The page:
One of the biggest mistakes that traders make is to keep adding to a losing position, desperately hoping for a reversal. As traders increase their exposure while price travels in the wrong direction, their losses mount to a point where they are forced to close out their positions at a major loss or wait numbly for the inevitable margin call to automatically do it for them. Typically in these scenarios, the initial reasoning for the trade has disappeared, and a smart trader would have closed out the position and moved on. (For related reading, see The Art Of Selling A Losing Position.)
However, some traders find themselves adding into the position long after the reason for the trade has changed, hoping that by magic or chance things will eventually turn their way.
We liken this to driving in a car late at night and not being sure whether you are on the right road. When this happens, you are faced with two choices:
- To keep on going down the road blindly and hope that you will find your destination before ending up in another state
- To turn the car around and go back the way you came, until you reach a point from where you can actually find the way home.
This is the difference between stubbornly proceeding in the wrong direction and cutting your losses short before it is too late. Admittedly, you might eventually find your way home by stumbling along back roads - much like a trader could salvage a bad position by catching an unexpected turnaround. However, before that time comes, the driver could very well have run out of gas, much like the trader can run out of capital.
Do Not Make a Bad Position Worse
Adding to a losing position that has gone beyond the point of your original risk is the wrong way to trade.There are, however, times when adding to a losing position is the right way to trade. This type of strategy is known as scaling in. (To learn more about scaling in, see Tales From The Trenches: Trading Divergences In FX.)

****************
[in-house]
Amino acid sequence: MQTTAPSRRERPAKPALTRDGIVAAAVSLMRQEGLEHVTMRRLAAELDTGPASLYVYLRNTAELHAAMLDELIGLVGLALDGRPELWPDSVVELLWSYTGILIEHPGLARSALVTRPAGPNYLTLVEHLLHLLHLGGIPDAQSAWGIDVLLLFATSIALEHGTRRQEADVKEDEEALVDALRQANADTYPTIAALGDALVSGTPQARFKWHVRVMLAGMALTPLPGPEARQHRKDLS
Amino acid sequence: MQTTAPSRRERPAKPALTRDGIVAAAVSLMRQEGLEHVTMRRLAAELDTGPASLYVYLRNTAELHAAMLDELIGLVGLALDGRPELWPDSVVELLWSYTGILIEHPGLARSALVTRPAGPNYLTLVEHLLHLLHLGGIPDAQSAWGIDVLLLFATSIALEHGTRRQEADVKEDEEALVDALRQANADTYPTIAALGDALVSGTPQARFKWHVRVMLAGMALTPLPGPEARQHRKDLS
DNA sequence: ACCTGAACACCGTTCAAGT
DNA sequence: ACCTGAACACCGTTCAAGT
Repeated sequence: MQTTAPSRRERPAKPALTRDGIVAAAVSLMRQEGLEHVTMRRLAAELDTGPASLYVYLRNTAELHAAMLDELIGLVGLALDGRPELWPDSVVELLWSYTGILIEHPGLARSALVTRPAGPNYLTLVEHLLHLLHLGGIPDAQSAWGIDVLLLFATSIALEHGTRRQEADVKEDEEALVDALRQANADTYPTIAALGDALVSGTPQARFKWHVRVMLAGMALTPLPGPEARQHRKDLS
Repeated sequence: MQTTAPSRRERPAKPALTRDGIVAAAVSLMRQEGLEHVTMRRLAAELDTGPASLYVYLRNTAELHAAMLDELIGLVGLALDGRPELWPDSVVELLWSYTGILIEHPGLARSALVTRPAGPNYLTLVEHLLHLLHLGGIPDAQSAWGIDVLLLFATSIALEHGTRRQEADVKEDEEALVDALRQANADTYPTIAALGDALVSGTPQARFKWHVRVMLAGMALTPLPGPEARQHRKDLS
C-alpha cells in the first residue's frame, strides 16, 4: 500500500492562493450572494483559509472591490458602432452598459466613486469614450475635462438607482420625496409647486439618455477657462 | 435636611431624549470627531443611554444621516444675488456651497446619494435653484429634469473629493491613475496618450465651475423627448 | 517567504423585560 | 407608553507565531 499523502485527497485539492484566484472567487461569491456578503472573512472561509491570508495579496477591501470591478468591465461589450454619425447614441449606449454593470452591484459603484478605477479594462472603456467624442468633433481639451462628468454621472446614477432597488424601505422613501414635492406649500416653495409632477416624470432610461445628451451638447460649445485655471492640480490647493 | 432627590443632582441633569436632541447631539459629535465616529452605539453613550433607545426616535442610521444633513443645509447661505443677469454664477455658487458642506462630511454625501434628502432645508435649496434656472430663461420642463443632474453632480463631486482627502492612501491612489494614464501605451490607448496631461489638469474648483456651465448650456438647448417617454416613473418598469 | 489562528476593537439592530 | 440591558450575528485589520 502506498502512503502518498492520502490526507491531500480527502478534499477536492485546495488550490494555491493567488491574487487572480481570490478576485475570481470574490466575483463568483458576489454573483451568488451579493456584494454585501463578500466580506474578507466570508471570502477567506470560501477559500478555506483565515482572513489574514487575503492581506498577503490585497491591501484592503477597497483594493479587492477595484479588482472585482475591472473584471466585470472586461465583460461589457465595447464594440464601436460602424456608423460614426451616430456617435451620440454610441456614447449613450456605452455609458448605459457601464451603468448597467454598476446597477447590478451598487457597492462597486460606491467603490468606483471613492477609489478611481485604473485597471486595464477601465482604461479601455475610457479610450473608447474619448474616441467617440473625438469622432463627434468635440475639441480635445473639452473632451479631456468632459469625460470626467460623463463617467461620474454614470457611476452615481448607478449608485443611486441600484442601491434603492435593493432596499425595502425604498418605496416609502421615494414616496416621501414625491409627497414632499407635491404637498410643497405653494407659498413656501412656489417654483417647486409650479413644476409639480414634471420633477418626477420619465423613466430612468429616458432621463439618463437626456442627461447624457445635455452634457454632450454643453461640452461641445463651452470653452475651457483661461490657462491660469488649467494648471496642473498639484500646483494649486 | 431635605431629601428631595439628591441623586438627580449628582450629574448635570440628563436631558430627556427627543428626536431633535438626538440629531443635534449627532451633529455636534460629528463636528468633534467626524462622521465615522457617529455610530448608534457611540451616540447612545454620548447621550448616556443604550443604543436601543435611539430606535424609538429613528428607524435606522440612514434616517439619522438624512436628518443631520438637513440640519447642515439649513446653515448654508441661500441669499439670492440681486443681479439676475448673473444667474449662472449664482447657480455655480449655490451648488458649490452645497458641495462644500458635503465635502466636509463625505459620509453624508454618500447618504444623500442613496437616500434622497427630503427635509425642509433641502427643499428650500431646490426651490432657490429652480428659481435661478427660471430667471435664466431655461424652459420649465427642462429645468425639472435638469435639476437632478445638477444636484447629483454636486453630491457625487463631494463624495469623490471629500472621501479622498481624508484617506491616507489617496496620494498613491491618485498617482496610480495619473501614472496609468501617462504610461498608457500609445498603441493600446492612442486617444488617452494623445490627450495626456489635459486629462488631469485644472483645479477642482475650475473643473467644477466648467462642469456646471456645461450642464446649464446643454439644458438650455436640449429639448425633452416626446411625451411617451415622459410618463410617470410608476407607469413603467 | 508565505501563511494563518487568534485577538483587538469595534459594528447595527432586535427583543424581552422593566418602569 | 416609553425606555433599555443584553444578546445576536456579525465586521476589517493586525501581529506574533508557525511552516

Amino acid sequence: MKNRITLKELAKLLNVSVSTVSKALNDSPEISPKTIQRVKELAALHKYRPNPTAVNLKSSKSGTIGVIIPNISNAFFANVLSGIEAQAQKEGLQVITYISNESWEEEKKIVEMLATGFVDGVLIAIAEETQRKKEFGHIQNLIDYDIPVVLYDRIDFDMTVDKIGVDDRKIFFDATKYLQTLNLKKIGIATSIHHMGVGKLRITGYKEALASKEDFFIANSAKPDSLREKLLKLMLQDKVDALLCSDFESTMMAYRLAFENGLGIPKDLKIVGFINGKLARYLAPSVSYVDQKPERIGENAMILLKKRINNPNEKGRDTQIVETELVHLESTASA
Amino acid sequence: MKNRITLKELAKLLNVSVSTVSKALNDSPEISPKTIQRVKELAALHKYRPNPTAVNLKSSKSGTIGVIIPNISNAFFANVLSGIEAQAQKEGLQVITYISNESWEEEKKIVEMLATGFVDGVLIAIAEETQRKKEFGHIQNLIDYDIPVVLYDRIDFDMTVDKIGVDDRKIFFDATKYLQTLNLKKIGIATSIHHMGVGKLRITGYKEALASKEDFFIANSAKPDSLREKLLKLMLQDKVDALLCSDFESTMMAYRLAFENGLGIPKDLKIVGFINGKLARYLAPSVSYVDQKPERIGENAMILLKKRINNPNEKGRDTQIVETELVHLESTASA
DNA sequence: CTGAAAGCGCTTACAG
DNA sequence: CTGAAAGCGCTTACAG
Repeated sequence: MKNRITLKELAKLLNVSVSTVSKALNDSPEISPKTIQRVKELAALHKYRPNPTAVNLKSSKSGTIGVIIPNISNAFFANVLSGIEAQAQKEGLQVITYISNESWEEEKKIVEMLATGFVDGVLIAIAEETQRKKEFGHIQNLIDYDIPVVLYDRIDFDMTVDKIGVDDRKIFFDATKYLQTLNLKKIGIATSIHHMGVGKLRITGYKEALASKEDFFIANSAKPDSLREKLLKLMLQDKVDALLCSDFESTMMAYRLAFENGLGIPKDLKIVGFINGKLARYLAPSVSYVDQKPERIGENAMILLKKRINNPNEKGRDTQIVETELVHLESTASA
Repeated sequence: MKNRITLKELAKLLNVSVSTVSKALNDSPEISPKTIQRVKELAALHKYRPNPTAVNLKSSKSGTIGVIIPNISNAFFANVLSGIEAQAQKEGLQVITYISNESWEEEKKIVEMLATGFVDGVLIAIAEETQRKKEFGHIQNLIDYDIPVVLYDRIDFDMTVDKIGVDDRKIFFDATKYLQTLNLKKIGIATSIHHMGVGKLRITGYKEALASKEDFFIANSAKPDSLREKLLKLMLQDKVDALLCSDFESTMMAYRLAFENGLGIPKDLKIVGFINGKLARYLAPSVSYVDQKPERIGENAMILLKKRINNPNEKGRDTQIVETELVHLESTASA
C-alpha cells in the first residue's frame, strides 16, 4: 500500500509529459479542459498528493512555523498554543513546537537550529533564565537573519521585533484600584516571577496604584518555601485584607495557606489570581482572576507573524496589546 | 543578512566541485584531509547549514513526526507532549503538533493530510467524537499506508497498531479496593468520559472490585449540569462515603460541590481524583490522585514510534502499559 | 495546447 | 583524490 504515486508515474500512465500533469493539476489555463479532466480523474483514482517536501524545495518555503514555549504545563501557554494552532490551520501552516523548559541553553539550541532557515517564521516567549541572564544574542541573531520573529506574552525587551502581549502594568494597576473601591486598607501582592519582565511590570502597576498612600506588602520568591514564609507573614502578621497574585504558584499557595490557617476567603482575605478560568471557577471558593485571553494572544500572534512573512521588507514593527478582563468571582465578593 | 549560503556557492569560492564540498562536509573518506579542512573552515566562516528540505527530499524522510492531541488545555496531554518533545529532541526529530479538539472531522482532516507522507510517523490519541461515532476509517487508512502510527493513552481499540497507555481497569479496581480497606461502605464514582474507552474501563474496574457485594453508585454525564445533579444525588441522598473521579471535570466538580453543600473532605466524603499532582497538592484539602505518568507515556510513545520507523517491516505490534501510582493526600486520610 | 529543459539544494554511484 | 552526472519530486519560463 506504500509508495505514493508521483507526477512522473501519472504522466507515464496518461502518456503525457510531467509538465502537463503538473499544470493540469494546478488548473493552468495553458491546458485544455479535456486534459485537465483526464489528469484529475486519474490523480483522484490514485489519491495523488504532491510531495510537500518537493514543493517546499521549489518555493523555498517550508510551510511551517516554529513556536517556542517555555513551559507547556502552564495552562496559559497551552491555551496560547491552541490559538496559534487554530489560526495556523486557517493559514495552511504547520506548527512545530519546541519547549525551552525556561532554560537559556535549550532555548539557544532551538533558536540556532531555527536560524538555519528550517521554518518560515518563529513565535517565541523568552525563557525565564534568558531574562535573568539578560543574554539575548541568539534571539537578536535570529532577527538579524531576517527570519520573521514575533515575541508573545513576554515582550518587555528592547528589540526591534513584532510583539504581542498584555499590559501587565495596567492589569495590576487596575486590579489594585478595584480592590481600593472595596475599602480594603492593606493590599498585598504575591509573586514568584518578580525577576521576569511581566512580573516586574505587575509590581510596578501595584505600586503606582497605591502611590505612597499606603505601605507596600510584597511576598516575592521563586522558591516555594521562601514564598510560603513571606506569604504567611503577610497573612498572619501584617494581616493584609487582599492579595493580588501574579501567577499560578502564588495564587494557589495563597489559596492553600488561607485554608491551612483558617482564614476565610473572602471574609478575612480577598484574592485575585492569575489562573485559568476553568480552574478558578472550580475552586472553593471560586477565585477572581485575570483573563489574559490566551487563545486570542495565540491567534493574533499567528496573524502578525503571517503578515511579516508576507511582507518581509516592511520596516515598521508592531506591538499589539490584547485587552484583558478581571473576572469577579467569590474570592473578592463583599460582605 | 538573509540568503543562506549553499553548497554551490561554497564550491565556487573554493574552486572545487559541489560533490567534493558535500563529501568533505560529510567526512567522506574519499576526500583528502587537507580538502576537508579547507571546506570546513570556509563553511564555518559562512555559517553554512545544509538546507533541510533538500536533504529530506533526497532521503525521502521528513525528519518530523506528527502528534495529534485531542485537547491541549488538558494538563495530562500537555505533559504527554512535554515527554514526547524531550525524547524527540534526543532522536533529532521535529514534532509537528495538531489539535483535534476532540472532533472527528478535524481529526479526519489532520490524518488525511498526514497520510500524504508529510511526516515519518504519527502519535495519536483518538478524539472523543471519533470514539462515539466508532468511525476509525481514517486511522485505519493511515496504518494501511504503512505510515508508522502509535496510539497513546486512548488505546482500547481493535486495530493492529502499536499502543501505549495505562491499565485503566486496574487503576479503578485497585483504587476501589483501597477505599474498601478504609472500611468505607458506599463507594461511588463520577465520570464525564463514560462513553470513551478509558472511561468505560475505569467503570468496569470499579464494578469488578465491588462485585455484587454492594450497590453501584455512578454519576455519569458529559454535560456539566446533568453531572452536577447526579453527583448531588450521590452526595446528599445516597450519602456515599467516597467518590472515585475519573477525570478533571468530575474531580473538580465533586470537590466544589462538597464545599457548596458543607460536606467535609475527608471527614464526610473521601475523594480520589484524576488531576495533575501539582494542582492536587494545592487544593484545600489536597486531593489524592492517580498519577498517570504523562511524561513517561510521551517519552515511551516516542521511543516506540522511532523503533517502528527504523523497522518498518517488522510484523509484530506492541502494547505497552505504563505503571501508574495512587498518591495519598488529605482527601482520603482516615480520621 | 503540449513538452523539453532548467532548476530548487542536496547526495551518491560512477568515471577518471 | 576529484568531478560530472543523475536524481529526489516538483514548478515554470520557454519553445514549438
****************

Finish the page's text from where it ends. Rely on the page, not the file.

Plan Your Entry and Exit and Stick To It
The difference between adding to a loser and scaling in is your initial intent before you place the trade.
If your intention is to ultimately buy a total of one regular 100,000 lot and you choose to establish a position in clips of 10,000 lots to get a better average price (instead of the full amount at the same time) this is called scaling in. This is a popular strategy for traders who are buying into a retracement of a broader trend and are not sure how deep the retracement will be; therefore, the trader will scale down into the position in order to get a better average price. The key is that the reasoning for this approach is established before the trade is placed and so is the "ultimate stop" on the entire position. In this case, intent is the main difference between adding to a loser and scaling in.
What Is Mathematically Optimal Is Psychologically Impossible